Handel's prodigious genius strikes home with unremitting force in his extraordinary triple-header, composed within the space of one year between February 1724 and February 1725. Julius Caesar, Tamerlano, and Rodelinda far surpass the work of any contemporary. Each opera has its own distinctive character and atmosphere‹what Verdi called the tinta of an opera. Handel views his characters from several angles, building them up carefully note by note, aria by aria, scene by scene (something that Mozart learned from him). Donald Grout writes that "one is tempted to believe there is no emotion of which humanity is capable that has not found musical expression somewhere in Handel's operas." The boldness, unpredictability, harmonic range, and sheer scale of his recitatives look far into the future; by manipulating the shape of the da capo aria, Handel turned the most static of forms into something potentially dynamic. He explores queer tonalities, incorporates symphonic passages, changes of meter and tempo, daring modulations, and the most abrupt switches of mood and dynamics that propel the plot forward. What other contemporary of his can match the design or dramatic punch of the churchyard and prison scenes in Rodelinda, Caesar's escape from Alexandria harbor in Julius Caesar, or Bajazet's suicide in Tamerlano? It goes without saying that Handel's women are profoundly subtle and varied. His Cleopatra can hold a candle to Shakespeare's any day; and the sorceresses in his magic operas, from Melissa in Amadigi to the title character in Alcina‹although vile, vicious, and pernicious‹assume the stature of tragic heroines by virtue of intense music portraying frustration and longing. We may want them to rot in hell, but they send us to paradise.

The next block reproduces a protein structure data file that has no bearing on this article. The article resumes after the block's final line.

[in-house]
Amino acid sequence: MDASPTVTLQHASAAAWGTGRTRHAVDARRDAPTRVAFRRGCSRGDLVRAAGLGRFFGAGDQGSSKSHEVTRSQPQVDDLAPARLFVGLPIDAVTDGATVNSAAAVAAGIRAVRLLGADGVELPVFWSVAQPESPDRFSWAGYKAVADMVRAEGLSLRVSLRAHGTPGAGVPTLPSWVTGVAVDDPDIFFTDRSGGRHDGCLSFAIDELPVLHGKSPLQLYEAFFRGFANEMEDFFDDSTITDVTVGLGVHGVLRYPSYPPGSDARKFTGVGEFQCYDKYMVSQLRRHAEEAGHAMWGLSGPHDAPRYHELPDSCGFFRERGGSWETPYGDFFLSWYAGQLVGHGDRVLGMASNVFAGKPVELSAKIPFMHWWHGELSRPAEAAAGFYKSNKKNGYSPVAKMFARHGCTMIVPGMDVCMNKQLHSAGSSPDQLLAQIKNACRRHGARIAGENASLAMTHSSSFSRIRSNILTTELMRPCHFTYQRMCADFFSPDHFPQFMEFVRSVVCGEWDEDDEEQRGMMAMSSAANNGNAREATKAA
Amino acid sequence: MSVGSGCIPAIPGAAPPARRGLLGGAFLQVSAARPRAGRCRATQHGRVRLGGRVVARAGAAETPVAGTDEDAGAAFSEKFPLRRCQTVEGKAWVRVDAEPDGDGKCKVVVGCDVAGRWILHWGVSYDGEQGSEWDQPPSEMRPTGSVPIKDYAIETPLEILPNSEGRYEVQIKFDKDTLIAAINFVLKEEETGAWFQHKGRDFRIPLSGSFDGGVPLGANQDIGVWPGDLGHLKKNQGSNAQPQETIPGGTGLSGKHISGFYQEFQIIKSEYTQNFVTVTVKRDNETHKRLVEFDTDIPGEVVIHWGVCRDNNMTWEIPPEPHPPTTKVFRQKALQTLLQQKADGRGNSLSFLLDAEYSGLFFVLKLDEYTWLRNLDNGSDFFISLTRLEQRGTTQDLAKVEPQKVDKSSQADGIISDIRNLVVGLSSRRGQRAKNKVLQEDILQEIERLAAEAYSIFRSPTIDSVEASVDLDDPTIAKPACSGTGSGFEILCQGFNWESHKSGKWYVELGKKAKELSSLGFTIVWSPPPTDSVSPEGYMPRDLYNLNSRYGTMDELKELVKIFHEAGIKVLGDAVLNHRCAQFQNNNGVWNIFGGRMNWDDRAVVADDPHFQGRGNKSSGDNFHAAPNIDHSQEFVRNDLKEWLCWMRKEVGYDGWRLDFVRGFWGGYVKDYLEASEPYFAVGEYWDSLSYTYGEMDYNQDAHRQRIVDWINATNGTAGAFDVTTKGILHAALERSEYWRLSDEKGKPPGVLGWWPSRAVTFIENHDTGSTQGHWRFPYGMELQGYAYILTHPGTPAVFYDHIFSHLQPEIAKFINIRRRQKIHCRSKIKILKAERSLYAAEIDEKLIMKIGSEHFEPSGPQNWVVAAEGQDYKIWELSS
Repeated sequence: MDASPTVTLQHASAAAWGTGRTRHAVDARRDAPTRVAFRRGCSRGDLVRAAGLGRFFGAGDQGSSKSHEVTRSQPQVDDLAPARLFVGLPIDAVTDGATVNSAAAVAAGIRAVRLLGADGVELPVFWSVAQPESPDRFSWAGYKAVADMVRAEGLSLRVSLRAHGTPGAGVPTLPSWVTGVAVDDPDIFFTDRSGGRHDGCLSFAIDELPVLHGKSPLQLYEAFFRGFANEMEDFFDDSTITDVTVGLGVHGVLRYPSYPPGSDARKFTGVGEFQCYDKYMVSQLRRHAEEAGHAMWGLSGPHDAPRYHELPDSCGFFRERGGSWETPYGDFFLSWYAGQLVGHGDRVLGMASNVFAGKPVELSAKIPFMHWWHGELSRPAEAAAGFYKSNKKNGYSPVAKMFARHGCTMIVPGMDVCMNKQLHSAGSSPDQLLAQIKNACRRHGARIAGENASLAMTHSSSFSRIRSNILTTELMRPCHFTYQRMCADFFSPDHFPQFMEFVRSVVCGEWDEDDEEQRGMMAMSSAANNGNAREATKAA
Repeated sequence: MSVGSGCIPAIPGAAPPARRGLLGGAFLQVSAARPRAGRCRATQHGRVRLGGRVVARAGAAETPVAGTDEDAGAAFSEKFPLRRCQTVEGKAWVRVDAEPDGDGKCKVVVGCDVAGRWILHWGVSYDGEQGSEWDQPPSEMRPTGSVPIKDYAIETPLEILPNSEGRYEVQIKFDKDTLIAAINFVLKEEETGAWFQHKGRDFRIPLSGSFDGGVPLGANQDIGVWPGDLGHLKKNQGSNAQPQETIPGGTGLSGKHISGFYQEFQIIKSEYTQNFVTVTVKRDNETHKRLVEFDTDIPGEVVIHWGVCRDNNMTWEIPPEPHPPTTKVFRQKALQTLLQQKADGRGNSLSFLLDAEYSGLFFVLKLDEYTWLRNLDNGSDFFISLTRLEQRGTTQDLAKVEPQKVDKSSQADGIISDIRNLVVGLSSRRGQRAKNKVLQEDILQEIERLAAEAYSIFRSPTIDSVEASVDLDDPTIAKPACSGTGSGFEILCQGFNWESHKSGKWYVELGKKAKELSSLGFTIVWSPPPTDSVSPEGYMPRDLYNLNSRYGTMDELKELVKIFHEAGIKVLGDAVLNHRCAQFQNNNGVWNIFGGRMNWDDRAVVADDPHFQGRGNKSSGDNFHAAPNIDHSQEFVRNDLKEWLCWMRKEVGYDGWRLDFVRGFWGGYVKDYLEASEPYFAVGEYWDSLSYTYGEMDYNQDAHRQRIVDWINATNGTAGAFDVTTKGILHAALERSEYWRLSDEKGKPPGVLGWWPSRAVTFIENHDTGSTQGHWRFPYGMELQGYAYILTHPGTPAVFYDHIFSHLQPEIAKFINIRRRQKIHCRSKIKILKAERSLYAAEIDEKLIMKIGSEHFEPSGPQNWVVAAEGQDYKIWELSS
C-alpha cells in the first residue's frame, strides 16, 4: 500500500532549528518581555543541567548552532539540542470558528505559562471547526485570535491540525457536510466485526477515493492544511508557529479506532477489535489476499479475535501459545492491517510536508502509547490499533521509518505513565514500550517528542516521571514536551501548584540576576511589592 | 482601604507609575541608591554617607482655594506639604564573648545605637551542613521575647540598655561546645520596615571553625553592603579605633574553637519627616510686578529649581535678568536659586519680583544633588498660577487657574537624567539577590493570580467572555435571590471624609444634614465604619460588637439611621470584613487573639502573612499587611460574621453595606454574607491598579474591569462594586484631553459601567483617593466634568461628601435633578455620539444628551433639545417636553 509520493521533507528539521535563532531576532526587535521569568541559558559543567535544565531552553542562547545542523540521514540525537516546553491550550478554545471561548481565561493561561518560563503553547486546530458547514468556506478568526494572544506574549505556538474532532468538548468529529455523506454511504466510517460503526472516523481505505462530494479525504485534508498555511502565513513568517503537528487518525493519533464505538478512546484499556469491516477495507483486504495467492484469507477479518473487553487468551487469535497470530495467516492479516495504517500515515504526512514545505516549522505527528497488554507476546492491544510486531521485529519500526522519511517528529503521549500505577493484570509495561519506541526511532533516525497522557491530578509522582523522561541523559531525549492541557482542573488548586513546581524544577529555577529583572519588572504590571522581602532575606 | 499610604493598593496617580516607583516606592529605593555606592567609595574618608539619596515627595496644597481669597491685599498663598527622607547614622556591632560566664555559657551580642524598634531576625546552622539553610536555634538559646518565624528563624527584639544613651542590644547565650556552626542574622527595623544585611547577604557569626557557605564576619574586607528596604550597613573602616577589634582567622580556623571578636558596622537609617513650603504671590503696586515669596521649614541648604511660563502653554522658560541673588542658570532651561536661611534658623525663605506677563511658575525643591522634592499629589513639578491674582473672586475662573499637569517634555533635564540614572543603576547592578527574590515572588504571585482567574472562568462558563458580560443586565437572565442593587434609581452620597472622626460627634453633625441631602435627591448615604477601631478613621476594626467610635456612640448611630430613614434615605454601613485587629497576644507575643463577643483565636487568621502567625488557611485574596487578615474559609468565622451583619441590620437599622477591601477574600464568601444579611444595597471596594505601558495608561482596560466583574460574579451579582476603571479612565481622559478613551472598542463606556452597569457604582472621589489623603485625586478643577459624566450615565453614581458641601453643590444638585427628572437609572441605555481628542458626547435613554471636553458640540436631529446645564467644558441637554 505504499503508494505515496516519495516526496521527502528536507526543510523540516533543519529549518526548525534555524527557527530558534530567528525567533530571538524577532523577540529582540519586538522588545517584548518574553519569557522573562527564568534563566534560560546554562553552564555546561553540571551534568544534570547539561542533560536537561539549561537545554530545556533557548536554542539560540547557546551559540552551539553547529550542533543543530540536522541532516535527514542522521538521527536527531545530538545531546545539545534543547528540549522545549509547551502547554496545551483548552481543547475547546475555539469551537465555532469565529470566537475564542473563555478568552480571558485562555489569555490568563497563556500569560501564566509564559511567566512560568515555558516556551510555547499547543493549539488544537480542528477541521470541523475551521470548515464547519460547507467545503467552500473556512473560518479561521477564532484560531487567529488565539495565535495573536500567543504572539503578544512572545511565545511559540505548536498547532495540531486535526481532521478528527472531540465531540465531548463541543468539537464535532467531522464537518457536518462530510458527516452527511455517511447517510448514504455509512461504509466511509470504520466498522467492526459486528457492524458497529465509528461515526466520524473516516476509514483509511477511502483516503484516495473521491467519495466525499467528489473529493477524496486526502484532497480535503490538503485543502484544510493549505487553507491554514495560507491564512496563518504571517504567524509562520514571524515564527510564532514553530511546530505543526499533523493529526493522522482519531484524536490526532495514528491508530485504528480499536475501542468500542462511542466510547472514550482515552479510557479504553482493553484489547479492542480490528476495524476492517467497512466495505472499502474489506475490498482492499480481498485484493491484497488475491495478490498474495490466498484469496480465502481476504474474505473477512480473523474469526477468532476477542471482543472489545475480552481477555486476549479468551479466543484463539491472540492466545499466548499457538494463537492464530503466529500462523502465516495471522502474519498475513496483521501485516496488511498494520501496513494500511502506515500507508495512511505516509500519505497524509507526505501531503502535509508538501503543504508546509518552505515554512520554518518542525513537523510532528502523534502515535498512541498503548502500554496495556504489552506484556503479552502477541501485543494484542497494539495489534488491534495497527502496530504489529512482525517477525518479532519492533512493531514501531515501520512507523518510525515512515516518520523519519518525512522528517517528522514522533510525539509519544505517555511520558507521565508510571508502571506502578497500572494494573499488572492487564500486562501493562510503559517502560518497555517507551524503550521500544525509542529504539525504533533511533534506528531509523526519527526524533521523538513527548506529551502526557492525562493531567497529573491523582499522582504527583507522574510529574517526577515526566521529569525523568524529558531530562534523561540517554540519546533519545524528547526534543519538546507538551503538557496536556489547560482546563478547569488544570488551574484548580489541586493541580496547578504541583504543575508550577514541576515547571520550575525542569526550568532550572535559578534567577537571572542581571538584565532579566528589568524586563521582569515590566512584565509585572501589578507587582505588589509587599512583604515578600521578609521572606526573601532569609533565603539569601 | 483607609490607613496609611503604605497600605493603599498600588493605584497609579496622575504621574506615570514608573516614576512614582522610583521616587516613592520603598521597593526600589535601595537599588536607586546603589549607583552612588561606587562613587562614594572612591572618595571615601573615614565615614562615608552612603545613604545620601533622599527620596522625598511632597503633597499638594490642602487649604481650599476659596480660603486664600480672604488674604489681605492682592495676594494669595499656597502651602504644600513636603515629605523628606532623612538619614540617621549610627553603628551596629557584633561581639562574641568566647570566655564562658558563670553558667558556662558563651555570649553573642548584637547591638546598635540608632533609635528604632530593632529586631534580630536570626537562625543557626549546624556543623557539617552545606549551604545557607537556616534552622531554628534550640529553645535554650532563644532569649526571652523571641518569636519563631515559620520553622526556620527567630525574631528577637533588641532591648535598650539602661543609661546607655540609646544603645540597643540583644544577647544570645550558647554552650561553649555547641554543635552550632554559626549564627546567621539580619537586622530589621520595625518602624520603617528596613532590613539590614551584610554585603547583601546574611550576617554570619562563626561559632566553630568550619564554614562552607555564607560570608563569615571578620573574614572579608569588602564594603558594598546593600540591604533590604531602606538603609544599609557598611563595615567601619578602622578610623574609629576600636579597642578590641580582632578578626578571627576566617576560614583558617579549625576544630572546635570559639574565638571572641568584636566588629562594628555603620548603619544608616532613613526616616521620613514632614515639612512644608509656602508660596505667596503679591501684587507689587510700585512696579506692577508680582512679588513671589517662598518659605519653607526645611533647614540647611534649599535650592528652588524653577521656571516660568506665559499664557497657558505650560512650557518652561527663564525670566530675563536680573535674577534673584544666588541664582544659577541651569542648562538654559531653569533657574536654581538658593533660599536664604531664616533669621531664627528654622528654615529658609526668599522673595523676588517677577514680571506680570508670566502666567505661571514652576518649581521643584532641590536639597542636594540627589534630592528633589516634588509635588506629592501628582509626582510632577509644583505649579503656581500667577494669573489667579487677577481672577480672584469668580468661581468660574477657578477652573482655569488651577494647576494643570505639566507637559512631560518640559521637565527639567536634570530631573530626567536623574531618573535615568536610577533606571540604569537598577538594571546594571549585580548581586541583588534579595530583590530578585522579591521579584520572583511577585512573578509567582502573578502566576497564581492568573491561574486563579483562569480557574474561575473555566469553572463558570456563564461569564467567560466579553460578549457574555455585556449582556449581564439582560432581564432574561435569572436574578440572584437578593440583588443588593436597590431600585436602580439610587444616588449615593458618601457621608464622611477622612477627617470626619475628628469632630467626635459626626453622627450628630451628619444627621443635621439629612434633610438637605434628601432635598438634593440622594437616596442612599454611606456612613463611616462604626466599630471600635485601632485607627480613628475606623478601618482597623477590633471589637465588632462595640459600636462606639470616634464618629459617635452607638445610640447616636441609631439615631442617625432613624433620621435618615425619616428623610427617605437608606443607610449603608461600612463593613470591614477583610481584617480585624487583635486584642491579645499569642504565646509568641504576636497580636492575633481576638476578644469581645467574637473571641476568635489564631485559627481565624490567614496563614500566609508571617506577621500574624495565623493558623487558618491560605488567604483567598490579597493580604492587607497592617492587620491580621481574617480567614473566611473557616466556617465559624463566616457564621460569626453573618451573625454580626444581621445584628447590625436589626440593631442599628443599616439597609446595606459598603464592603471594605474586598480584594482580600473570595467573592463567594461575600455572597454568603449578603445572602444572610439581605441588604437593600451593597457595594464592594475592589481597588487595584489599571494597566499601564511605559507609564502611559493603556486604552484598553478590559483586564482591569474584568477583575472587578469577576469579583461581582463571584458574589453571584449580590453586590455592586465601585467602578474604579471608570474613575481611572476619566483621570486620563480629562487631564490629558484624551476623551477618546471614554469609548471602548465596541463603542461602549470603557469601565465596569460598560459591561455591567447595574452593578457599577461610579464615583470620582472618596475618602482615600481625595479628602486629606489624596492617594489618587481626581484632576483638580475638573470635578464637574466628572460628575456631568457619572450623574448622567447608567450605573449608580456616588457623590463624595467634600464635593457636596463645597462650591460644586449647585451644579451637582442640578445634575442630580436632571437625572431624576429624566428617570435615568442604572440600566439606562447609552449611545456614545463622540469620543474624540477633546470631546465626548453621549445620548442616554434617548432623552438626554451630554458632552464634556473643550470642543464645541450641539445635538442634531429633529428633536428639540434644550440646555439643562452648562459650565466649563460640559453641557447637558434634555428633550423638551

Handel's musical imagination kept on breaking new ground. Take for instance, "Ah! Stigie larve," Orlando's unforgettable mad scene in Orlando. In a series of ariosos, constantly changing key and changing tempo, Orlando has visions of Stygian monsters, of Charon's boat (where the dark passage across the river Lethe is paced in measures of 5/8!), of hearing Cerebus bark as he reaches the portals of Hades. It's quite simply a masterstroke of flexibility, showing the twistings of a deranged mind.

In fact, Handel was so good at reinventing Italian opera in fair England that this cosmopolitan German eventually outstripped and drove out of town his great Italian rival, Giovanni Bononcini.

In spite of this victory, however, Handel eventually had to throw in the operatic towel, owing to London's flagging interest in the genre, and penned his last opera, Deidamia, in 1741. For the next 18 years, he redirected his dramatic know-how into a new form: the English oratorio. The greatness of Messiah and the other oratorios owe their very existence to Handel's Promethean track record in opera, which ranks alongside the greatest works of Mozart, Verdi, and Wagner.

At last, these precious gems are having their say. There's a reason why opera houses here and abroad are finally programming Handel operas left and right. Their power, relevance, beauty, and humanity ensure a bright future in fully realized productions that recognize the scope of Handel's genius and meet its challenges head on.

Robert Hilferty's articles have appeared in The Wall Street Journal Europe, The New York Times, Opera News, Opernwelt, and New York Magazine.